Commonly Confused Words: Affect Vs. Effect
What does each word mean?
Affect is used as a verb meaning ‘to make a difference to’, ‘to make an impression on’, or ‘to pretend to have or feel’. Click here for the full Spellzone dictionary definition of the word.
Here is affect used in some example sentences:
- Have you thought about how your behaviour might affect those around you?
- Using a computer all day has really affected my eyesight – I need to get new glasses.
- Even though she felt out of her depth, she affected an air of authority.
Click here for the Spellzone word lists which include the word affect. You can also learn about the word in Unit 6 of the Spellzone course.
Effect is a noun which refers to a change that is the result or a consequence of an action or cause. Click here for the full Spellzone dictionary definition of the word.
Here is effect used in some example sentences:
- Have you thought about the effect your behaviour might have on those around you?
- The treatment works well, but it may cause some uncomfortable side effects.
- The film made use of many different special effects.
Click here for all the Spellzone wordlists which include the word effect.
Where does each word come from?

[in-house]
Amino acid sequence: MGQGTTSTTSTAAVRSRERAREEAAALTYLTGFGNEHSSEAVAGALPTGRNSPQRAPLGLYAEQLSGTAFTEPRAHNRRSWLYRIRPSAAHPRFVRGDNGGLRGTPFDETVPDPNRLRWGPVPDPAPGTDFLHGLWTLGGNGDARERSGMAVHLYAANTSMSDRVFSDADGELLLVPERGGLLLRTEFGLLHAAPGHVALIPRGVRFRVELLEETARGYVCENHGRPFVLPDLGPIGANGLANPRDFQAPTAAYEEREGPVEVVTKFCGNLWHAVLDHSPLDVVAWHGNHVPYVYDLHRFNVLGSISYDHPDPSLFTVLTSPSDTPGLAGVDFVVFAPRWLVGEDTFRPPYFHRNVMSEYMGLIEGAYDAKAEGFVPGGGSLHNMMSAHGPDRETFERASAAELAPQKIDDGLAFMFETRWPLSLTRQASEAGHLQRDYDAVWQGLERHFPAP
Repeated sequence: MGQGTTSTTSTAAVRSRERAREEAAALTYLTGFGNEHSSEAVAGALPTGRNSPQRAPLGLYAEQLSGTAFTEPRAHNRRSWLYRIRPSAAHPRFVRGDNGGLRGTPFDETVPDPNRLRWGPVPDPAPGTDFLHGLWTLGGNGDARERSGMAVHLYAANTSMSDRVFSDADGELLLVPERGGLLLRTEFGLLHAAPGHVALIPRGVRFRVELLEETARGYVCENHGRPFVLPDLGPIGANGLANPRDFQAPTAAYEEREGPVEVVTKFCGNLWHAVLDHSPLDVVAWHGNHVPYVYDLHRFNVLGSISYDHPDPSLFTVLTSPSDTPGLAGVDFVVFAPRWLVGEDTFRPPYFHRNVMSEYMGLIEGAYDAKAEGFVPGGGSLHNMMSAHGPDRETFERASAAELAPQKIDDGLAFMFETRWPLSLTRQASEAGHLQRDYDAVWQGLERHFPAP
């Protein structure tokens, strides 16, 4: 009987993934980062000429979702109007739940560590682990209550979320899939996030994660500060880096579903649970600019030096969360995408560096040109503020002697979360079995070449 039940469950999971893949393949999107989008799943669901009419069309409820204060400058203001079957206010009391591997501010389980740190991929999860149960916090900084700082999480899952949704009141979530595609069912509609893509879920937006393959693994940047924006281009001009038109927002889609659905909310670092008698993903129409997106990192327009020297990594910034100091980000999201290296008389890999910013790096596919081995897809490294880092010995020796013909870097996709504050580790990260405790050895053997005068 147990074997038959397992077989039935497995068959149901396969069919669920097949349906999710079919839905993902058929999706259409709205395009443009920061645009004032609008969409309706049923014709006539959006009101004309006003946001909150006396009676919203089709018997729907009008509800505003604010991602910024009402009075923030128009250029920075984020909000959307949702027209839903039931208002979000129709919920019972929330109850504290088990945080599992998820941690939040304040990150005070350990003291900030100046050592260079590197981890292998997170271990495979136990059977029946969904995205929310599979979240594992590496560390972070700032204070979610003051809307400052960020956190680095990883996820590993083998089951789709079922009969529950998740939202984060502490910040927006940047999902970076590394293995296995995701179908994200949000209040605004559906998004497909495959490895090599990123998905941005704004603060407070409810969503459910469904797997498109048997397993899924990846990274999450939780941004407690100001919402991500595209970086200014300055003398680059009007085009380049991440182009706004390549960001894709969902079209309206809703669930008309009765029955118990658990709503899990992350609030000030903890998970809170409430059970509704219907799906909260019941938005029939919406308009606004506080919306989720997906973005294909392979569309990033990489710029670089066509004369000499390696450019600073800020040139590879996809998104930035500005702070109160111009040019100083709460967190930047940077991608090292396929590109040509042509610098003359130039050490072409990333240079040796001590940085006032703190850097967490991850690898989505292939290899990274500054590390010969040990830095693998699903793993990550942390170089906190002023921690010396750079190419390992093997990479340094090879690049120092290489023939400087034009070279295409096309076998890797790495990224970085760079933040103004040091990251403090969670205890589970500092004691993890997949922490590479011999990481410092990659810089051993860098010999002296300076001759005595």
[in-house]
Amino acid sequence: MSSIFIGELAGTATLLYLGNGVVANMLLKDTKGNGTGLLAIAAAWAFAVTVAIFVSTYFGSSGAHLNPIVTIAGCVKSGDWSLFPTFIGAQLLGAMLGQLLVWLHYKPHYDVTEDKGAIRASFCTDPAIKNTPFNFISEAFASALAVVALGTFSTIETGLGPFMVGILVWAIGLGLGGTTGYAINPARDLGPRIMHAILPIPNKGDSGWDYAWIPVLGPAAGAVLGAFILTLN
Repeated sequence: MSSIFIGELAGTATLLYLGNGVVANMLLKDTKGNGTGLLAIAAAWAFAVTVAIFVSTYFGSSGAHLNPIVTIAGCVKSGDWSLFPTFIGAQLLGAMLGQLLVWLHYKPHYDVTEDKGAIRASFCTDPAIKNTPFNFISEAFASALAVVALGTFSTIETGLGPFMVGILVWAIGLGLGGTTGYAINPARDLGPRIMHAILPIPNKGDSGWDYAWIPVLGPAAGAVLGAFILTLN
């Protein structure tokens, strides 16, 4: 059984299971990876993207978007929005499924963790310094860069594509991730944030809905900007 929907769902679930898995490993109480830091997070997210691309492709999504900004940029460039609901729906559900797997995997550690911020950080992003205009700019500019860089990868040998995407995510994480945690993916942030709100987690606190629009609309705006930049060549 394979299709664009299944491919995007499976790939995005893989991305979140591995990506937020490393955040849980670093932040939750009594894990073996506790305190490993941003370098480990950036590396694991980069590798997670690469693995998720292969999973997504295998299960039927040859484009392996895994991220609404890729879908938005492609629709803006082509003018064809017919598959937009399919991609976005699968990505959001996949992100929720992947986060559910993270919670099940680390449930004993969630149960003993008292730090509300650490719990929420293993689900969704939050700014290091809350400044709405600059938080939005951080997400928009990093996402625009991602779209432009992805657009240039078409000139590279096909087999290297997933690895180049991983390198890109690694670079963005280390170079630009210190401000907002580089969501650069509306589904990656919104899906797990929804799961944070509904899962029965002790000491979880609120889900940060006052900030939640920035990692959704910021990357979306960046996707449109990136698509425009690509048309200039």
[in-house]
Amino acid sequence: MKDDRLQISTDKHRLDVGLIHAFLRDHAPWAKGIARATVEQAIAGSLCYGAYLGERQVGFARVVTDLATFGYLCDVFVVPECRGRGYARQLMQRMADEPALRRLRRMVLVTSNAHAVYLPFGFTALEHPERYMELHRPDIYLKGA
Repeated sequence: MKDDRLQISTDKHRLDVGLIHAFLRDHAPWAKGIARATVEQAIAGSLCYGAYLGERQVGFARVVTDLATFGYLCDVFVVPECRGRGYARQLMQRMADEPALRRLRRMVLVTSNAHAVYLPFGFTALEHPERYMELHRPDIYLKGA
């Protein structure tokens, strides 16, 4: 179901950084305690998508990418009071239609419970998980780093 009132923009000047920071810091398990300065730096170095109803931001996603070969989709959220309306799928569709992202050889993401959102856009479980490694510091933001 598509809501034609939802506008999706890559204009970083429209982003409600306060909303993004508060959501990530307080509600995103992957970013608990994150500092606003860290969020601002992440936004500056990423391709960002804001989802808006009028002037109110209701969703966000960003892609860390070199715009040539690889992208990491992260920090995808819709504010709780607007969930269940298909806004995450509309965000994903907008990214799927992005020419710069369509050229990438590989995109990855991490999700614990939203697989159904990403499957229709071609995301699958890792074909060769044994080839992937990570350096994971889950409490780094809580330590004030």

Both affect and effect come from Latin roots.
In English, affect has been used to mean ‘make an impression on’ since the 1630s, and to mean ‘pretend to feel something’ since the 1660s. Both come from the Latin ‘affect are’ meaning ‘to strive after, aim at’ and ‘to do something to’.
Effect has been used in English since the 1580s and comes from the Latin ‘effectus’ meaning ‘accomplishment, performance’.
Are there any tricks to help remember the difference between these words?
- Affect is a verb and is used to describe an action.
- Effect is a noun and is used to describe the end consequence.
- Think of the phrase ‘Cause and Effect’ – use the e at the end of ‘cause’ to remind you that you need to begin the word Effect with an e too.
Where can I find other posts about easy-to-confuse words?
What words do you constantly mix up? Let us know and we’ll cover them in our Commonly Confused Words series.
Have a great week!
Sources: The Online Etymology Dictionary
15 Mar 2016
Add a comment